From botulinum toxin Type A injections to laser skin treatments and hair reduction, consumers are lining up and loving the convenience of getting a little “upkeep” done while shopping at the mall.
“This is a genius idea, to have this done in a mall,” says Melissa Restrepo, who shops at Dallas’ NorthPark Center mall. “This just adds a whole other element to beauty.”
According to aesthetic surgeons, mall-based medical spas are a way to meet skyrocketing customer demand. The number of people who received botulinum toxin Type A injections in 2005 was up 388% from 2000, according to statistics from the American Society of Plastic Surgeons.
“Today, medicine has to not only be good and safe, it has to be convenient. And this does all three in a setting that happens to be a mall,” says Rod J. Rohrich, MD, chairman of the plastic surgery department at the University of Texas-Southwestern Medical Center and director of medical services at NorthPark.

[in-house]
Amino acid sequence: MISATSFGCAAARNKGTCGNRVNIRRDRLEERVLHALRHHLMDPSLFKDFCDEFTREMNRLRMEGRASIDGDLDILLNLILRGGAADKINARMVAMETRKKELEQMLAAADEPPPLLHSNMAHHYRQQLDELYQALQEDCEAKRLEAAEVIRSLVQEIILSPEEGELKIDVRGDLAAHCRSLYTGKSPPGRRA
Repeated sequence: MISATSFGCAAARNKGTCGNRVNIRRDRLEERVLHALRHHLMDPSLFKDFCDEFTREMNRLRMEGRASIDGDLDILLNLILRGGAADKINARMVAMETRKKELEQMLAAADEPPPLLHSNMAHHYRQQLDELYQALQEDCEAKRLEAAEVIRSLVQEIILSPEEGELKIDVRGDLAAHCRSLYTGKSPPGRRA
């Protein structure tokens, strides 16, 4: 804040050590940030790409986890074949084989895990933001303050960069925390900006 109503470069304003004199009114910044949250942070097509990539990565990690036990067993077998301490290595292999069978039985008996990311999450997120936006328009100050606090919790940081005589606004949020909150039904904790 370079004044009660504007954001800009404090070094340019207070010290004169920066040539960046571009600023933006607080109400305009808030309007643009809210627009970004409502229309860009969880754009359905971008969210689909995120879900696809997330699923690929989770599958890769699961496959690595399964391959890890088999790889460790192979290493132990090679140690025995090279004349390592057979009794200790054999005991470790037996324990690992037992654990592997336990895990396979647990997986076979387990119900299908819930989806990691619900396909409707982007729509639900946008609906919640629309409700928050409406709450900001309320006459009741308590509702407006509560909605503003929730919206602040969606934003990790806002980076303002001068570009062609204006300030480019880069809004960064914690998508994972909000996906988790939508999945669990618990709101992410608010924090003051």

However, some physicians believe that this convenience could mean patients are compromising on safety.
“It matters a lot who’s on the end of that needle,” says Arthur Caplan, director of the Center for Bioethics at the University of Pennsylvania. “What you’re starting to see at these malls are kind of aestheticians. They’re basically the people who are one step up from squirting the perfume on your face at the department stores.”
Alan Matarasso, MD, a New York City plastic surgeon, says patients should have all surgical procedures done in a physician’s office. He stresses that medical spas are not the same as a physician’s office.
Matarasso suggests that patients ask the following questions: Who is doing the procedure? Is there a physician on site? Do you have resuscitation equipment? Is everything sterile?
[abcnews.go.com, November 25, 2006]